The 'Fast and the Furious' Movies Are a Glimpse of the Post-Racial Utopia We'll (Probably) Never See

A world where race doesn't matter.

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Complex Original

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"I really don’t want to believe that Paul Walker’s dead."

It’s been nearly 18 months, and the pain I felt after reading my friend’s text remains as sharp as my own feelings of disbelief. It’s not often you can feel an awkward silence in a group text, but after everyone who received this 10-word message got confirmation of Paul Walker’s death on that November evening (while The Fast and the Furious was on cable, eerily), my group of childhood friends was collectively devastated. We’re huge fans of the Fast and Furious films, but the franchise became irrelevant at that moment. Walker was a father, son, brother, and friend. The bond he formed with his Fast and Furious cast mates reminds me of another multicultural clique’s relationship: that of my own friends.

Absurd action sequences aside, one of the reasons why Fast and Furious resonates so well with us and audiences worldwide is because the main characters' relationship represents what everyone wants America to look like.

Released 14 years ago, the first of the seven Fast and Furious films introduced the franchise family with Brian O’Conner (Walker), then an undercover cop, getting in way too deep with Dominic Toretto (Vin Diesel) and his crew, falling in love with Toretto’s sister, Mia (Jordana Brewster). The F&F gang picked up new members as the series progressed: O'Conner's old friend Roman Pearce (Tyrese Gibson) is introduced in the John Singleton-helmed 2 Fast 2 Furious, and the pair turn into a goofy, new millennium Riggs and Murtaugh. In the process, they pick up a new friend in Tej (Chris "Ludacris" Bridges), further stirring the cultural pot.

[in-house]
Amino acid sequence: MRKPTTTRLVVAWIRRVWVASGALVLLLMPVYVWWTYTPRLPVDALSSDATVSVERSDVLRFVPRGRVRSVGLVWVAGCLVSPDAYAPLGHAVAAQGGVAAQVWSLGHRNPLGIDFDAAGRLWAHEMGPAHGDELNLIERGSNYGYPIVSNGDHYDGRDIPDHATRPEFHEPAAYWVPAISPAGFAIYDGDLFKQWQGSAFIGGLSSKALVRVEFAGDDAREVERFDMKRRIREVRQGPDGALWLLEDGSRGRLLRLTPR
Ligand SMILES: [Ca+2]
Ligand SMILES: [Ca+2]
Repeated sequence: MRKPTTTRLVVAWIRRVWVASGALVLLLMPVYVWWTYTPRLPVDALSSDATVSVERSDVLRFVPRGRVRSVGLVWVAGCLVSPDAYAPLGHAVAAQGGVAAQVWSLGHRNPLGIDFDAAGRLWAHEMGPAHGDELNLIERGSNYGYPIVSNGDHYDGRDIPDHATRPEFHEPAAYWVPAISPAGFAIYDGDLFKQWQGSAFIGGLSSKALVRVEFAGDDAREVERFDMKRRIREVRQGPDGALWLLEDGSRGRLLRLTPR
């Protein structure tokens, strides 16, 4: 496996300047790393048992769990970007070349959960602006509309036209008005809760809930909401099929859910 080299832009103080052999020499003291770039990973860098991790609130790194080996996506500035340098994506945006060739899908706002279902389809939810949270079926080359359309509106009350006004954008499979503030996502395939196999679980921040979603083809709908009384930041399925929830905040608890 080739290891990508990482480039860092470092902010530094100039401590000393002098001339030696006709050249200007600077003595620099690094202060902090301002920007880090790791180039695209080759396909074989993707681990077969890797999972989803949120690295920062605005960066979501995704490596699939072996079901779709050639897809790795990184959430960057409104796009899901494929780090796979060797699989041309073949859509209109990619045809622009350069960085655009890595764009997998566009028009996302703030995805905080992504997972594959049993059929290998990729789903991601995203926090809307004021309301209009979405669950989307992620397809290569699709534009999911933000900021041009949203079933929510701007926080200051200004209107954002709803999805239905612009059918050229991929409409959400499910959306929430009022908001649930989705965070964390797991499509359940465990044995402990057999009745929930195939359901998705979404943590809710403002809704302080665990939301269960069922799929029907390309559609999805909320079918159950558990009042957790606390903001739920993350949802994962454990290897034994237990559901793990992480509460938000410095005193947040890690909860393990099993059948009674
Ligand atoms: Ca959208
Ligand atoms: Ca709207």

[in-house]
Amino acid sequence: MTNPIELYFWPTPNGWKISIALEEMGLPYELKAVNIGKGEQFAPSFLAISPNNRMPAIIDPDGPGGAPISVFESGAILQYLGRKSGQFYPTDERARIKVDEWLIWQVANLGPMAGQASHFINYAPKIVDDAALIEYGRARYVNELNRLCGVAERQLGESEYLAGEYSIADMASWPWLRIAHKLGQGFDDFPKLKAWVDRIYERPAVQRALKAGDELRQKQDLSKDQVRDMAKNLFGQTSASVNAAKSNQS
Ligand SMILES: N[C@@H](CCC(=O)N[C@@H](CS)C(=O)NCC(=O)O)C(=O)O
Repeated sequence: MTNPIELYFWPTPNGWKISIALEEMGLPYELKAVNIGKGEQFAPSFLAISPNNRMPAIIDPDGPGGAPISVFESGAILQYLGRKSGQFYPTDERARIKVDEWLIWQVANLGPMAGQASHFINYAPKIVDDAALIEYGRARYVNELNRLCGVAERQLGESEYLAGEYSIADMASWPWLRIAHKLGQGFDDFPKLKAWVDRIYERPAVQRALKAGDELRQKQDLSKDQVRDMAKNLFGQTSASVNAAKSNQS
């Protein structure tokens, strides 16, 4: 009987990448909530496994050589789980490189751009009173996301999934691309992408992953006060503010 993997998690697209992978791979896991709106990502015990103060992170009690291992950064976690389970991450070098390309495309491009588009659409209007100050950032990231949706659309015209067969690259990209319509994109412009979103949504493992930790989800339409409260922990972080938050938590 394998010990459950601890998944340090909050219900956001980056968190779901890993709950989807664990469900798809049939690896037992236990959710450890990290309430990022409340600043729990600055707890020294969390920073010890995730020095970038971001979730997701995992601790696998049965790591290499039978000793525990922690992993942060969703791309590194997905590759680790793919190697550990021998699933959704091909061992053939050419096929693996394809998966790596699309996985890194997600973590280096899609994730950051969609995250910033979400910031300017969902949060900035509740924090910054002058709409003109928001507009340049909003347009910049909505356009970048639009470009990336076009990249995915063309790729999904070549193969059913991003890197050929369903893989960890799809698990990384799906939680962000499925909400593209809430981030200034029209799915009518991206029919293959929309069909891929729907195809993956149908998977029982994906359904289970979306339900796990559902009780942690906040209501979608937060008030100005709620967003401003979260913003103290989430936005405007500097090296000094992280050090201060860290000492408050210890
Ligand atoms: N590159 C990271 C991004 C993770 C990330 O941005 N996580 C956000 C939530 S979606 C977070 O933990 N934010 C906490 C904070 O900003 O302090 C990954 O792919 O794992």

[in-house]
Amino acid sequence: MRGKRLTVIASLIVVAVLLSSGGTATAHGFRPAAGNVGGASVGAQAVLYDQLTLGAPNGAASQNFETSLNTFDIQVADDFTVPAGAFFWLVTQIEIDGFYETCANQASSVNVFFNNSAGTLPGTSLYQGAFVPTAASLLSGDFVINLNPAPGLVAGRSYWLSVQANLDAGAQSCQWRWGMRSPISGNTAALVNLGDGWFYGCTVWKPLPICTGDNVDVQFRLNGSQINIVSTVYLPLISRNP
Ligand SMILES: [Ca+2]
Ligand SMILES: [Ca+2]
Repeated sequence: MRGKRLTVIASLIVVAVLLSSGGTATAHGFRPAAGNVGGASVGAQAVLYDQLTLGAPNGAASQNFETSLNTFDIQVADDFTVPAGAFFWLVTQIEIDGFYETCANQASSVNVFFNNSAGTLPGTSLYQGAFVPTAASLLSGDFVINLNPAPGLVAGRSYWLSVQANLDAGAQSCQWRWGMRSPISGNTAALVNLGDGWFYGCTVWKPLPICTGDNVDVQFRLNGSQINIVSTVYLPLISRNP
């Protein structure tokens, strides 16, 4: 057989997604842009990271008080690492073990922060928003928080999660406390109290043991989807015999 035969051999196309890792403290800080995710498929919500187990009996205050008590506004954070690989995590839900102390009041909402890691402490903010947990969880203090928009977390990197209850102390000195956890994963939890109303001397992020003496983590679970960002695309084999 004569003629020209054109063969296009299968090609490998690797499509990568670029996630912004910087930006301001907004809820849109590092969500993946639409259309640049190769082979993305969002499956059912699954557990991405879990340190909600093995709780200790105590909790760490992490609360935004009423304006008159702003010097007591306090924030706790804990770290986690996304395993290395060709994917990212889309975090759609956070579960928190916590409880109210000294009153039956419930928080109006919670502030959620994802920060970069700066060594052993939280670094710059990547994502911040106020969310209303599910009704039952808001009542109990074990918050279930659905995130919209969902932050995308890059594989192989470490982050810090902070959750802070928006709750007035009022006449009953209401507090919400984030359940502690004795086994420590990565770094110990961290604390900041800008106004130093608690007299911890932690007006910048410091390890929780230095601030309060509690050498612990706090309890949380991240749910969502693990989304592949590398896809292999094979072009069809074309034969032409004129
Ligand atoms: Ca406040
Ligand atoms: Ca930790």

Tyrese, still in character as Jody from Singleton’s Baby Boy, plays comic relief to Walker’s grown Zack Morris/chill surfer bro/disgraced cop. But he's neither the sambo, nor the magical Negro stereotype to Walker’s blonde-haired, blue-eyed lead. He injects some much-needed life into the film, and the dynamic between him and Walker made my friends and I long for a future buddy (non) cop reunion. It would eventually come, but we’d have to wait for the film to make a brief stop overseas. 2006’s The Fast and the Furious: Tokyo Drift seemed extraneous at the time, but in hindsight, proved absolutely necessary. It introduced Han Seoul-Oh (Sung Kang), another integral part of the crew and story.

While the series has become less concerned with racing, high-speed competitions in luxury cars are still the only races that matter in this universe.

Each subsequent Fast and Furious film is an apology for Tokyo Drift. They’re important (and adored) because they gave fans precisely what they wanted: all of the key heroes from each film. The product of this union is a new, expanded Toretto crew featuring the racial variety of a United Colors of Benetton ad, but with a gang of loveable felons. Dom, Brian, Mia, and Letty (Michelle Rodriguez) are all together once again, and Brian is finally reunited with Roman and Tej. In addition, Han and Gisele (Gal Gadot) become a lethal couple. The team also finds unlikely allies in rigid DSS Agent Luke Hobbs (Dwayne Johnson) and Elena Neves (Elsa Pataky), Dom’s brief significant other following their meeting in Fast Five. By the conclusion of Fast & Furious 6, the larger Toretto crew resembles a mosaic consisting of various shades.